Emissions from flying continue to rise. In 1986, the aviation industry consumed 2.6 million barrels of jet fuel per day. By 2012, the figure had more than doubled, reaching 5.4 million. The impact on the climate is serious, yet the industry’s response has been worse than useless.
On 9 January 2018, Virgin Atlantic told the Phnom Penh Post that it had stopped buying carbon credits from the Oddar Meanchey REDD project in Cambodia. Virgin Atlantic’s decision followed the publication of a report by Fern that highlights the problems of offsetting emissions from the aviation sector. One of the case studies in the report was Oddar Meanchey.
The Suruí Forest Carbon Project was the first REDD project to be developed and run by indigenous people. The Suruí’s Seventh of September territory covers an area of 248,000 hectares on the border of the states of Rondônia and Mato Grosso. The chief of the Suruí, Almir Suruí, has been lauded internationally for his role in promoting the project. He’s been called the Gandhi of the Amazon. In 2013, he won a UN Forest Hero Award.
In July 2017, California voted to extend its cap-and-trade scheme until 2030. Some environmental groups and the oil and gas industry support the legislation. Environmental justice groups oppose it. This post summarises some of the responses to the continuation of cap-and-trade in California.
Norway’s parliament recently approved a plan to become carbon neutral by 2030. But it’s obvious really that Norway’s claims to be addressing climate change are meaningless if at the same time the country continues drilling for oil and gas. A new report from Oil Change International documents Norway’s cognitive dissonance on climate change.
California’s Global Warming Solutions Act of 2006 (AB 32) expires in 2020. What will replace it is the subject of intense debate in California. In recent weeks Governor Jerry Brown brought the oil industry to the negotiating table. And earlier this week, Brown and supporting legislators introduced their proposals, based on the oil industry’s wish list: AB 398 and AB 617.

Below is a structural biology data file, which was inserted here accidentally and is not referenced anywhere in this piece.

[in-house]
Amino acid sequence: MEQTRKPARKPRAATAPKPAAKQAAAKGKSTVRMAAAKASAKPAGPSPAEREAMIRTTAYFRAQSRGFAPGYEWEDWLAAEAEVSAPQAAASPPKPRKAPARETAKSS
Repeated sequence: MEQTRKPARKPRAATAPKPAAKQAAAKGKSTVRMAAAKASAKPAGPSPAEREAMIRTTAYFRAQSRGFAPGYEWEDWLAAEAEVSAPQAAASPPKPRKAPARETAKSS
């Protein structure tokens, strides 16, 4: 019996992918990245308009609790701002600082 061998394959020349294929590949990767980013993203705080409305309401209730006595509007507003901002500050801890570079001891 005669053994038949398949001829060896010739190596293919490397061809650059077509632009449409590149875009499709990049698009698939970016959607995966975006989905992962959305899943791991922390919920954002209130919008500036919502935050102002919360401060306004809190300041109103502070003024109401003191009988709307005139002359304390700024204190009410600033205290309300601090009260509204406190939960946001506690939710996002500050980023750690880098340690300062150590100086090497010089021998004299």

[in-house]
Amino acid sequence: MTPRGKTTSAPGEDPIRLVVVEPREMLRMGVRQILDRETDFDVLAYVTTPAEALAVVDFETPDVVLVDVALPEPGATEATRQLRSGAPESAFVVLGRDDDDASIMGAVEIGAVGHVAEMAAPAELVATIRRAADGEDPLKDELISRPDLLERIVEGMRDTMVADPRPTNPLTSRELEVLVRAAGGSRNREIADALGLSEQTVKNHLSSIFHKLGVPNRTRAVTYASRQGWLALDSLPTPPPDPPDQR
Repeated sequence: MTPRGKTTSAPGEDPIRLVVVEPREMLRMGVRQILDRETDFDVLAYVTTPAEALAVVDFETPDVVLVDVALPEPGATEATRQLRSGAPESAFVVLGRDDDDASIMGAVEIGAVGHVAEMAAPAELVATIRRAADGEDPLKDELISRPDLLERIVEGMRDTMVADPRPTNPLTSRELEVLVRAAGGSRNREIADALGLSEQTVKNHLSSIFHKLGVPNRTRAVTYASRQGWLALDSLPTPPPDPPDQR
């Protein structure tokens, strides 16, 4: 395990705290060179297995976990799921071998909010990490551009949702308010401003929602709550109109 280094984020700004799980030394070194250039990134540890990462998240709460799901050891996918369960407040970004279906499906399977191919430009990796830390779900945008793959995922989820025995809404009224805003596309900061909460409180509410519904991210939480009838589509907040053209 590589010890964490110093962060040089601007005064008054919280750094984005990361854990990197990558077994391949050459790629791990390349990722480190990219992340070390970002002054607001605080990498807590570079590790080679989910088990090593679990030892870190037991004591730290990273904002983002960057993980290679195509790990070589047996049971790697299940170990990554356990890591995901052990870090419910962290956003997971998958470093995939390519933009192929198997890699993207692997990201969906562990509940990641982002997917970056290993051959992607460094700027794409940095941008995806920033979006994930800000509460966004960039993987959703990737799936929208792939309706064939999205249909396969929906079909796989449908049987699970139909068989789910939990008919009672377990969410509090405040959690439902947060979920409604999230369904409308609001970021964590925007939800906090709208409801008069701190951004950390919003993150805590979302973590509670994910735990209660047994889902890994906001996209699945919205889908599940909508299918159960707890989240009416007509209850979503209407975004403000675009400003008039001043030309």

Last year, four academics published a paper in Conservation Biology, with the title, “Questioning REDD+ and the future of market-based conservation”. The paper starts with this memorable line, “Increasingly, one hears furtive whispers in the halls of conservation: ‘REDD+ is dead; it’s time to cut our losses and move on.’”
California’s Global Warming Solutions Act of 2006 (AB 32) expires in 2020. California’s governor, Jerry Brown, is holding a series of closed-door negotiations with the fossil fuel industry to re-write California’s climate change policy for the period 2021 to 2030.
Last week, Senator Bob Wieckowski (D-Fremont) and Senate President pro Tempore Kevin de León (D-Los Angeles) gave a press conference about a new bill, SB 775, aimed at changing California’s cap-and-trade scheme. The proposed bill would start a new cap-and-trade scheme in 2021 that would include no offsets, no free pollution allowances, and a per-capita dividend.
The Juma Sustainable Development Reserve covers an area of 589,612 hectares in the municipality of Novo Aripuanã, in the state of Amazonas, Brazil. On its website, the project developer Fundação Amazonas Sustentável states that, “FAS is committed to protect forests and improving the life quality of people that live there”.